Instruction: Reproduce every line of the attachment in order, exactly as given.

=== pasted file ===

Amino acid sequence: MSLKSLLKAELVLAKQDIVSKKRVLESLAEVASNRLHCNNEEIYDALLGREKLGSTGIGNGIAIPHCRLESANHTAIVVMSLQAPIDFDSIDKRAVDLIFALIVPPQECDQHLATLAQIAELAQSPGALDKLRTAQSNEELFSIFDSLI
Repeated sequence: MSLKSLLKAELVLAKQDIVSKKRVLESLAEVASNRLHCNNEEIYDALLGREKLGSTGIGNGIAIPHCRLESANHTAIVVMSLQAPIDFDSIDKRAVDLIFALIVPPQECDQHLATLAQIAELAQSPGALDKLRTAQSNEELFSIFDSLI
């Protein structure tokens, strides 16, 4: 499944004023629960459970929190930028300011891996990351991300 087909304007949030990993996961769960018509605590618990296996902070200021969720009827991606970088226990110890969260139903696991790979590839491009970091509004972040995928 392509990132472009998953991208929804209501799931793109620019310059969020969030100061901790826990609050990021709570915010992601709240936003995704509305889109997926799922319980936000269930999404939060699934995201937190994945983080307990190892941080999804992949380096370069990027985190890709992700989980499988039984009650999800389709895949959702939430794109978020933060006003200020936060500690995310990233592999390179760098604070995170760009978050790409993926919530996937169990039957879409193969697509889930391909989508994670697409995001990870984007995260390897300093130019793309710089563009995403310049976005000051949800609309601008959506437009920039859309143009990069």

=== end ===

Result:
Amino acid sequence: MSLKSLLKAELVLAKQDIVSKKRVLESLAEVASNRLHCNNEEIYDALLGREKLGSTGIGNGIAIPHCRLESANHTAIVVMSLQAPIDFDSIDKRAVDLIFALIVPPQECDQHLATLAQIAELAQSPGALDKLRTAQSNEELFSIFDSLI
Repeated sequence: MSLKSLLKAELVLAKQDIVSKKRVLESLAEVASNRLHCNNEEIYDALLGREKLGSTGIGNGIAIPHCRLESANHTAIVVMSLQAPIDFDSIDKRAVDLIFALIVPPQECDQHLATLAQIAELAQSPGALDKLRTAQSNEELFSIFDSLI
């Protein structure tokens, strides 16, 4: 499944004023629960459970929190930028300011891996990351991300 087909304007949030990993996961769960018509605590618990296996902070200021969720009827991606970088226990110890969260139903696991790979590839491009970091509004972040995928 392509990132472009998953991208929804209501799931793109620019310059969020969030100061901790826990609050990021709570915010992601709240936003995704509305889109997926799922319980936000269930999404939060699934995201937190994945983080307990190892941080999804992949380096370069990027985190890709992700989980499988039984009650999800389709895949959702939430794109978020933060006003200020936060500690995310990233592999390179760098604070995170760009978050790409993926919530996937169990039957879409193969697509889930391909989508994670697409995001990870984007995260390897300093130019793309710089563009995403310049976005000051949800609309601008959506437009920039859309143009990069």